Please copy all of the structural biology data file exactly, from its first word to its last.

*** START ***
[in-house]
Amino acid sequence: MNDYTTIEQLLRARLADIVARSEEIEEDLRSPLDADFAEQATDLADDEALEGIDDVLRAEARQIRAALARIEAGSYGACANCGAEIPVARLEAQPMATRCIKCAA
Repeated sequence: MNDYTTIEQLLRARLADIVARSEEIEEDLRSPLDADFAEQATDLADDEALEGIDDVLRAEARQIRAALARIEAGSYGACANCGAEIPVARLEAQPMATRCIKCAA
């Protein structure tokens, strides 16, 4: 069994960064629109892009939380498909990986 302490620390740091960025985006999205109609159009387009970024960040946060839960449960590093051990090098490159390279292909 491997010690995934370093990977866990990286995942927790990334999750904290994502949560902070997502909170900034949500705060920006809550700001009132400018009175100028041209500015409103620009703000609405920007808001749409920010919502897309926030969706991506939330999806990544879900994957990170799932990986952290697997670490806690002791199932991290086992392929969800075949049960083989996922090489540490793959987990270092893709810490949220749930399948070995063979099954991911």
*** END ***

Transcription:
[in-house]
Amino acid sequence: MNDYTTIEQLLRARLADIVARSEEIEEDLRSPLDADFAEQATDLADDEALEGIDDVLRAEARQIRAALARIEAGSYGACANCGAEIPVARLEAQPMATRCIKCAA
Repeated sequence: MNDYTTIEQLLRARLADIVARSEEIEEDLRSPLDADFAEQATDLADDEALEGIDDVLRAEARQIRAALARIEAGSYGACANCGAEIPVARLEAQPMATRCIKCAA
């Protein structure tokens, strides 16, 4: 069994960064629109892009939380498909990986 302490620390740091960025985006999205109609159009387009970024960040946060839960449960590093051990090098490159390279292909 491997010690995934370093990977866990990286995942927790990334999750904290994502949560902070997502909170900034949500705060920006809550700001009132400018009175100028041209500015409103620009703000609405920007808001749409920010919502897309926030969706991506939330999806990544879900994957990170799932990986952290697997670490806690002791199932991290086992392929969800075949049960083989996922090489540490793959987990270092893709810490949220749930399948070995063979099954991911």